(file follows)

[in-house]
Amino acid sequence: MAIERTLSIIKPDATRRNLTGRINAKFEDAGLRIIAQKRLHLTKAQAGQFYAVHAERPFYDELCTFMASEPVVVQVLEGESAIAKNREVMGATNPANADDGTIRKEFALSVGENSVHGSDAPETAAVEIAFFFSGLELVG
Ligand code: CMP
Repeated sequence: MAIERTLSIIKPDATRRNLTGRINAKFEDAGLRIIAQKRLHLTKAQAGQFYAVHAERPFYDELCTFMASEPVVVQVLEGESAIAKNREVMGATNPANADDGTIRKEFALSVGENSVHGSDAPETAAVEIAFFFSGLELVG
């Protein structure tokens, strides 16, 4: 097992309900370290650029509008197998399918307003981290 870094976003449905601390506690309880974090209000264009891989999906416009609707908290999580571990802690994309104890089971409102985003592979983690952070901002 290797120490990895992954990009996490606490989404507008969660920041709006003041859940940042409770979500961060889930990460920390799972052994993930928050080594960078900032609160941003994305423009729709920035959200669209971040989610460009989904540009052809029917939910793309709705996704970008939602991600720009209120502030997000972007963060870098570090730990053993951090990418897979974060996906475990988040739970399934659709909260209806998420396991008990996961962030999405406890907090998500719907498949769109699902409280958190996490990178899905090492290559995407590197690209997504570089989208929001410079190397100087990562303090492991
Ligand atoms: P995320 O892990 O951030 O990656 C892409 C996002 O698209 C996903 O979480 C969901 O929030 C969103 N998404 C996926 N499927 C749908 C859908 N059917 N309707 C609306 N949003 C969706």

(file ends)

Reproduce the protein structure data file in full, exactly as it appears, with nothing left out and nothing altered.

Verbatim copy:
[in-house]
Amino acid sequence: MAIERTLSIIKPDATRRNLTGRINAKFEDAGLRIIAQKRLHLTKAQAGQFYAVHAERPFYDELCTFMASEPVVVQVLEGESAIAKNREVMGATNPANADDGTIRKEFALSVGENSVHGSDAPETAAVEIAFFFSGLELVG
Ligand code: CMP
Repeated sequence: MAIERTLSIIKPDATRRNLTGRINAKFEDAGLRIIAQKRLHLTKAQAGQFYAVHAERPFYDELCTFMASEPVVVQVLEGESAIAKNREVMGATNPANADDGTIRKEFALSVGENSVHGSDAPETAAVEIAFFFSGLELVG
């Protein structure tokens, strides 16, 4: 097992309900370290650029509008197998399918307003981290 870094976003449905601390506690309880974090209000264009891989999906416009609707908290999580571990802690994309104890089971409102985003592979983690952070901002 290797120490990895992954990009996490606490989404507008969660920041709006003041859940940042409770979500961060889930990460920390799972052994993930928050080594960078900032609160941003994305423009729709920035959200669209971040989610460009989904540009052809029917939910793309709705996704970008939602991600720009209120502030997000972007963060870098570090730990053993951090990418897979974060996906475990988040739970399934659709909260209806998420396991008990996961962030999405406890907090998500719907498949769109699902409280958190996490990178899905090492290559995407590197690209997504570089989208929001410079190397100087990562303090492991
Ligand atoms: P995320 O892990 O951030 O990656 C892409 C996002 O698209 C996903 O979480 C969901 O929030 C969103 N998404 C996926 N499927 C749908 C859908 N059917 N309707 C609306 N949003 C969706």